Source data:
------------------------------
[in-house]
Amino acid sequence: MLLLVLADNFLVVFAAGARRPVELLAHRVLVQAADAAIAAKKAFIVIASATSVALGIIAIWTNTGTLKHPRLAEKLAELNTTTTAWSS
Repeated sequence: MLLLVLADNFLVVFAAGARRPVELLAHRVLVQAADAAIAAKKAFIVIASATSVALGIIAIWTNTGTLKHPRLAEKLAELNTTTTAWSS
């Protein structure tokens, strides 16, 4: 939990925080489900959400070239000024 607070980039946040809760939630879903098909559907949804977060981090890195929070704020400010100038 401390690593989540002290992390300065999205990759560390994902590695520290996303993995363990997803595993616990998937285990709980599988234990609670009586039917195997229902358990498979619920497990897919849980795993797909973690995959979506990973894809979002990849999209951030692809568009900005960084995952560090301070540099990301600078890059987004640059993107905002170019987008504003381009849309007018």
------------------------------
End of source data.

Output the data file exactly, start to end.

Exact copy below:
[in-house]
Amino acid sequence: MLLLVLADNFLVVFAAGARRPVELLAHRVLVQAADAAIAAKKAFIVIASATSVALGIIAIWTNTGTLKHPRLAEKLAELNTTTTAWSS
Repeated sequence: MLLLVLADNFLVVFAAGARRPVELLAHRVLVQAADAAIAAKKAFIVIASATSVALGIIAIWTNTGTLKHPRLAEKLAELNTTTTAWSS
């Protein structure tokens, strides 16, 4: 939990925080489900959400070239000024 607070980039946040809760939630879903098909559907949804977060981090890195929070704020400010100038 401390690593989540002290992390300065999205990759560390994902590695520290996303993995363990997803595993616990998937285990709980599988234990609670009586039917195997229902358990498979619920497990897919849980795993797909973690995959979506990973894809979002990849999209951030692809568009900005960084995952560090301070540099990301600078890059987004640059993107905002170019987008504003381009849309007018």